The Far Side of the World | Criticism

This literature criticism consists of approximately 4 pages of analysis & critique of The Far Side of the World.
This section contains 1,143 words
(approx. 4 pages at 300 words per page)
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SOURCE: “On the High Seas with the Royal Navy and Patrick O'Brian,” in Sewanee Review, Vol. 104, No. 2, Spring, 1996, p. R40.

In the following review, Pickering argues that although Men-of-War is an interesting look at life in the British Navy during the Napoleonic Wars, he believes that the Aubrey/Maturin series offer a more-rounded portrayal of the era due to the fictional narrative.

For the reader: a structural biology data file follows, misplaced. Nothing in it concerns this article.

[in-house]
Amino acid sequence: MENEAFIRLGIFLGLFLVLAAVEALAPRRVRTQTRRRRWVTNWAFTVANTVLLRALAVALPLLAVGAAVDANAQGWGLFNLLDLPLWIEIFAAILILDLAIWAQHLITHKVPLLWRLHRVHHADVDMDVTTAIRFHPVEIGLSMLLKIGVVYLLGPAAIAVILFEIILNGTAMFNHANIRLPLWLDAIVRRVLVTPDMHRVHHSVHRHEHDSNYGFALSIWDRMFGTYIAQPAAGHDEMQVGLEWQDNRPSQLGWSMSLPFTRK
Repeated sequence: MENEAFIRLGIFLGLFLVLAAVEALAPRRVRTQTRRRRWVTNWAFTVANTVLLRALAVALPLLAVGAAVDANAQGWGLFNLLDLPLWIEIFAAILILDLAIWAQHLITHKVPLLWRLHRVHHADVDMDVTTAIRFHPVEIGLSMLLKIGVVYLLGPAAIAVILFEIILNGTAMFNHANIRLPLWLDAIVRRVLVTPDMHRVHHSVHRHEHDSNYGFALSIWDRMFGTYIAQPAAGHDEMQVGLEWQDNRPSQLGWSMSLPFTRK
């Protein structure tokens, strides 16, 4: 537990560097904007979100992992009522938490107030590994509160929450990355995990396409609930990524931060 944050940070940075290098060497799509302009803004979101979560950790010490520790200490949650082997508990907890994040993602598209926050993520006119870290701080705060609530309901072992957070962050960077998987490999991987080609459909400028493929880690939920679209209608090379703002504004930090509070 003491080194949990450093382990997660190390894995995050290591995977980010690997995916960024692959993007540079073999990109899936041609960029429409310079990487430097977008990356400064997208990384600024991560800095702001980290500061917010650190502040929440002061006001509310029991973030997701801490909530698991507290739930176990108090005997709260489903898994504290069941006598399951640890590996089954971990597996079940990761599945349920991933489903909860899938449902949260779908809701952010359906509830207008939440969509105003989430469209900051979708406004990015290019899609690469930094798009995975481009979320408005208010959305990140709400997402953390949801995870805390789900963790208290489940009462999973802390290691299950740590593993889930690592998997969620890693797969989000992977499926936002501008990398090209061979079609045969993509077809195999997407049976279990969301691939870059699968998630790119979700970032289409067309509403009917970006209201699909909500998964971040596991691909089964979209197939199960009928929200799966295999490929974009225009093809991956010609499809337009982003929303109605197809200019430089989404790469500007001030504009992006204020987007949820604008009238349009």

“Thick weather in the chops of the Channel and a dirty night, with the strong north-east wind bringing rain from the low sky and racing clouds: Ushant somewhere away on the starboard bow, the Scillies to larboard, but never a light, never a star to be seen; and no observation for the last four days.” Thick weather, racing clouds, and the wind from the northeast are matters worth thinking about after a day at the office and the long drive home, the radio jabbering about “grass-combing...

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This section contains 1,143 words
(approx. 4 pages at 300 words per page)
Buy the Critical Review by Sam Pickering
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Critical Review by Sam Pickering from Gale. ©2005-2006 Thomson Gale, a part of the Thomson Corporation. All rights reserved.